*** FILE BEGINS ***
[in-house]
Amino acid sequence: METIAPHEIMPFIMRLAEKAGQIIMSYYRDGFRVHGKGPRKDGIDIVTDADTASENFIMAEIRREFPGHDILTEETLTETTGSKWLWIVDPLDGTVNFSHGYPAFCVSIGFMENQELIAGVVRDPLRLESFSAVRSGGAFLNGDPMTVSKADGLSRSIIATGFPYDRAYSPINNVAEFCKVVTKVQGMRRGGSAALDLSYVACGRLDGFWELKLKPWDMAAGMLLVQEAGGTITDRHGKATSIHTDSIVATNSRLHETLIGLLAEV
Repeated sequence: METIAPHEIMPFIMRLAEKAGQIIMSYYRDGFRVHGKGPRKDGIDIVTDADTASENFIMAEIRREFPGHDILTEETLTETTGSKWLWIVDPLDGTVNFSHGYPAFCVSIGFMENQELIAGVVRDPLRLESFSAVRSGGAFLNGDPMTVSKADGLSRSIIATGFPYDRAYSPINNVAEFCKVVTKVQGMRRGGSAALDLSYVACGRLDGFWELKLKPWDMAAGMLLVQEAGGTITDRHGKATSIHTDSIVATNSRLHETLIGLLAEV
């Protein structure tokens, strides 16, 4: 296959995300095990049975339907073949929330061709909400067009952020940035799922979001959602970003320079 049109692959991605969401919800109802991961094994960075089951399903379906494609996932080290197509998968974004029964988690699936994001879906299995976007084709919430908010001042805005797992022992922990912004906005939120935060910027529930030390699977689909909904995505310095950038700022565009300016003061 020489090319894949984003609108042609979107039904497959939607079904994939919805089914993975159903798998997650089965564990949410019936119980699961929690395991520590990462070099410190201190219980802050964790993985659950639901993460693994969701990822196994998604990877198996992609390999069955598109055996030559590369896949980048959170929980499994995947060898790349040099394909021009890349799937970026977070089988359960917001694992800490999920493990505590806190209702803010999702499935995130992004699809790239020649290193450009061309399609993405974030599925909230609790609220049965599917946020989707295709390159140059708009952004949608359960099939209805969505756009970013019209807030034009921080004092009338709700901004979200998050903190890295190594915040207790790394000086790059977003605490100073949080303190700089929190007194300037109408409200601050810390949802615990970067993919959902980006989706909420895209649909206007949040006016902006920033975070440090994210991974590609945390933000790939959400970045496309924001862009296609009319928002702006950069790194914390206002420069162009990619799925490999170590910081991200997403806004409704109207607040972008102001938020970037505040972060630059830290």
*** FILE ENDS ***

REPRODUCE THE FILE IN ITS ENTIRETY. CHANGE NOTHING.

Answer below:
[in-house]
Amino acid sequence: METIAPHEIMPFIMRLAEKAGQIIMSYYRDGFRVHGKGPRKDGIDIVTDADTASENFIMAEIRREFPGHDILTEETLTETTGSKWLWIVDPLDGTVNFSHGYPAFCVSIGFMENQELIAGVVRDPLRLESFSAVRSGGAFLNGDPMTVSKADGLSRSIIATGFPYDRAYSPINNVAEFCKVVTKVQGMRRGGSAALDLSYVACGRLDGFWELKLKPWDMAAGMLLVQEAGGTITDRHGKATSIHTDSIVATNSRLHETLIGLLAEV
Repeated sequence: METIAPHEIMPFIMRLAEKAGQIIMSYYRDGFRVHGKGPRKDGIDIVTDADTASENFIMAEIRREFPGHDILTEETLTETTGSKWLWIVDPLDGTVNFSHGYPAFCVSIGFMENQELIAGVVRDPLRLESFSAVRSGGAFLNGDPMTVSKADGLSRSIIATGFPYDRAYSPINNVAEFCKVVTKVQGMRRGGSAALDLSYVACGRLDGFWELKLKPWDMAAGMLLVQEAGGTITDRHGKATSIHTDSIVATNSRLHETLIGLLAEV
């Protein structure tokens, strides 16, 4: 296959995300095990049975339907073949929330061709909400067009952020940035799922979001959602970003320079 049109692959991605969401919800109802991961094994960075089951399903379906494609996932080290197509998968974004029964988690699936994001879906299995976007084709919430908010001042805005797992022992922990912004906005939120935060910027529930030390699977689909909904995505310095950038700022565009300016003061 020489090319894949984003609108042609979107039904497959939607079904994939919805089914993975159903798998997650089965564990949410019936119980699961929690395991520590990462070099410190201190219980802050964790993985659950639901993460693994969701990822196994998604990877198996992609390999069955598109055996030559590369896949980048959170929980499994995947060898790349040099394909021009890349799937970026977070089988359960917001694992800490999920493990505590806190209702803010999702499935995130992004699809790239020649290193450009061309399609993405974030599925909230609790609220049965599917946020989707295709390159140059708009952004949608359960099939209805969505756009970013019209807030034009921080004092009338709700901004979200998050903190890295190594915040207790790394000086790059977003605490100073949080303190700089929190007194300037109408409200601050810390949802615990970067993919959902980006989706909420895209649909206007949040006016902006920033975070440090994210991974590609945390933000790939959400970045496309924001862009296609009319928002702006950069790194914390206002420069162009990619799925490999170590910081991200997403806004409704109207607040972008102001938020970037505040972060630059830290």